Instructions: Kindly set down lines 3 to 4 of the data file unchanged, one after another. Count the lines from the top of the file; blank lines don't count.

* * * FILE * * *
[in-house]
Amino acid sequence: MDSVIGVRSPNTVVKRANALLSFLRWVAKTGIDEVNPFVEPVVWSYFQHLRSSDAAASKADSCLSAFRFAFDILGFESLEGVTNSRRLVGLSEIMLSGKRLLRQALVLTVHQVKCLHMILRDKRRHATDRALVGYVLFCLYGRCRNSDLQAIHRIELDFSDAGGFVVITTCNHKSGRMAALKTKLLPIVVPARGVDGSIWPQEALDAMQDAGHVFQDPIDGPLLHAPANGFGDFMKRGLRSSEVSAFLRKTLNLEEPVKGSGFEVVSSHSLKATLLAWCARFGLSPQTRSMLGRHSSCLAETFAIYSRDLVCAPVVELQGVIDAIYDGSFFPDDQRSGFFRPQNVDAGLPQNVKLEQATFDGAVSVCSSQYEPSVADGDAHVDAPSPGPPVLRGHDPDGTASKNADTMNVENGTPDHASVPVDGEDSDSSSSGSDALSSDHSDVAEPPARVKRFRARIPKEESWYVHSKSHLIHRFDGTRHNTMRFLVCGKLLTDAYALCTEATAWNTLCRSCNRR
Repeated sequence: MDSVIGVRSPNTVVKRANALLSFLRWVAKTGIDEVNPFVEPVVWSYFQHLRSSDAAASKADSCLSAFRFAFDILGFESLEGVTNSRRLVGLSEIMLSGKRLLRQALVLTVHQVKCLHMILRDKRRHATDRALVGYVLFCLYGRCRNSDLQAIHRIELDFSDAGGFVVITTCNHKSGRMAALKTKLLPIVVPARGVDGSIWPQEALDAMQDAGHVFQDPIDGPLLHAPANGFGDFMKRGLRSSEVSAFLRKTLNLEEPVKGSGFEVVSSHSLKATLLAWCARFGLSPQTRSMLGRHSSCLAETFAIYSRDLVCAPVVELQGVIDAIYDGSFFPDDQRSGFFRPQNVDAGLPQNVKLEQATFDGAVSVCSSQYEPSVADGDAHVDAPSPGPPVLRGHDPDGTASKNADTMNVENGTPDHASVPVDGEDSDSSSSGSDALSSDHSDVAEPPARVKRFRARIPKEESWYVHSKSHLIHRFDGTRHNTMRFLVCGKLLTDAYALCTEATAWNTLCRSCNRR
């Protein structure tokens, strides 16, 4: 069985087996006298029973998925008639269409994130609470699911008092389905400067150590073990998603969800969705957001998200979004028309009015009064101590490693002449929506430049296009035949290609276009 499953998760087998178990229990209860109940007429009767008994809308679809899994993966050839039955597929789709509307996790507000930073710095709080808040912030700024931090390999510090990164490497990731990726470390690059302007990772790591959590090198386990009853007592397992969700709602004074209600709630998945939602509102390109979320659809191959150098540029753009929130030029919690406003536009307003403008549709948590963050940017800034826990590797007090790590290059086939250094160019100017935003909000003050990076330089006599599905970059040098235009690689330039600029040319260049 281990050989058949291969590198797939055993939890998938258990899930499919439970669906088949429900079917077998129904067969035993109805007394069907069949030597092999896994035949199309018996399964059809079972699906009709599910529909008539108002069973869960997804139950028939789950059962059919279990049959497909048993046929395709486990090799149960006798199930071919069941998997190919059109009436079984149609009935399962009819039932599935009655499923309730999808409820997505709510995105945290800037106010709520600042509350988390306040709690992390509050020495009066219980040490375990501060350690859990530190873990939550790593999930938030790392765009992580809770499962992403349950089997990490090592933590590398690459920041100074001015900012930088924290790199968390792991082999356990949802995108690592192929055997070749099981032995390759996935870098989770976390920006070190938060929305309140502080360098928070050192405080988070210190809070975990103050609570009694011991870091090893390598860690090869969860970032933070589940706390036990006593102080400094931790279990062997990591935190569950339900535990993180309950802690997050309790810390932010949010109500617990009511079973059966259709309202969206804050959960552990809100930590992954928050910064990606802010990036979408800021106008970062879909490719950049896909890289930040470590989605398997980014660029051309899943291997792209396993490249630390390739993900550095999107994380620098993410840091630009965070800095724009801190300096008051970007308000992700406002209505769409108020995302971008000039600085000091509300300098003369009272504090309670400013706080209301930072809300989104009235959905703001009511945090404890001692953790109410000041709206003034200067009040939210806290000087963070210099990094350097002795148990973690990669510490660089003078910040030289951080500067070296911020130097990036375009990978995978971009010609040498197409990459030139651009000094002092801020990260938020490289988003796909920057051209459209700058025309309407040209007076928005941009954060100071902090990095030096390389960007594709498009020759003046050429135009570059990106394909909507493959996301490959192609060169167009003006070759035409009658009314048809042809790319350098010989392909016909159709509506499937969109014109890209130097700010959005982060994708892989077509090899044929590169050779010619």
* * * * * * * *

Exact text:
Repeated sequence: MDSVIGVRSPNTVVKRANALLSFLRWVAKTGIDEVNPFVEPVVWSYFQHLRSSDAAASKADSCLSAFRFAFDILGFESLEGVTNSRRLVGLSEIMLSGKRLLRQALVLTVHQVKCLHMILRDKRRHATDRALVGYVLFCLYGRCRNSDLQAIHRIELDFSDAGGFVVITTCNHKSGRMAALKTKLLPIVVPARGVDGSIWPQEALDAMQDAGHVFQDPIDGPLLHAPANGFGDFMKRGLRSSEVSAFLRKTLNLEEPVKGSGFEVVSSHSLKATLLAWCARFGLSPQTRSMLGRHSSCLAETFAIYSRDLVCAPVVELQGVIDAIYDGSFFPDDQRSGFFRPQNVDAGLPQNVKLEQATFDGAVSVCSSQYEPSVADGDAHVDAPSPGPPVLRGHDPDGTASKNADTMNVENGTPDHASVPVDGEDSDSSSSGSDALSSDHSDVAEPPARVKRFRARIPKEESWYVHSKSHLIHRFDGTRHNTMRFLVCGKLLTDAYALCTEATAWNTLCRSCNRR
């Protein structure tokens, strides 16, 4: 069985087996006298029973998925008639269409994130609470699911008092389905400067150590073990998603969800969705957001998200979004028309009015009064101590490693002449929506430049296009035949290609276009 499953998760087998178990229990209860109940007429009767008994809308679809899994993966050839039955597929789709509307996790507000930073710095709080808040912030700024931090390999510090990164490497990731990726470390690059302007990772790591959590090198386990009853007592397992969700709602004074209600709630998945939602509102390109979320659809191959150098540029753009929130030029919690406003536009307003403008549709948590963050940017800034826990590797007090790590290059086939250094160019100017935003909000003050990076330089006599599905970059040098235009690689330039600029040319260049 281990050989058949291969590198797939055993939890998938258990899930499919439970669906088949429900079917077998129904067969035993109805007394069907069949030597092999896994035949199309018996399964059809079972699906009709599910529909008539108002069973869960997804139950028939789950059962059919279990049959497909048993046929395709486990090799149960006798199930071919069941998997190919059109009436079984149609009935399962009819039932599935009655499923309730999808409820997505709510995105945290800037106010709520600042509350988390306040709690992390509050020495009066219980040490375990501060350690859990530190873990939550790593999930938030790392765009992580809770499962992403349950089997990490090592933590590398690459920041100074001015900012930088924290790199968390792991082999356990949802995108690592192929055997070749099981032995390759996935870098989770976390920006070190938060929305309140502080360098928070050192405080988070210190809070975990103050609570009694011991870091090893390598860690090869969860970032933070589940706390036990006593102080400094931790279990062997990591935190569950339900535990993180309950802690997050309790810390932010949010109500617990009511079973059966259709309202969206804050959960552990809100930590992954928050910064990606802010990036979408800021106008970062879909490719950049896909890289930040470590989605398997980014660029051309899943291997792209396993490249630390390739993900550095999107994380620098993410840091630009965070800095724009801190300096008051970007308000992700406002209505769409108020995302971008000039600085000091509300300098003369009272504090309670400013706080209301930072809300989104009235959905703001009511945090404890001692953790109410000041709206003034200067009040939210806290000087963070210099990094350097002795148990973690990669510490660089003078910040030289951080500067070296911020130097990036375009990978995978971009010609040498197409990459030139651009000094002092801020990260938020490289988003796909920057051209459209700058025309309407040209007076928005941009954060100071902090990095030096390389960007594709498009020759003046050429135009570059990106394909909507493959996301490959192609060169167009003006070759035409009658009314048809042809790319350098010989392909016909159709509506499937969109014109890209130097700010959005982060994708892989077509090899044929590169050779010619």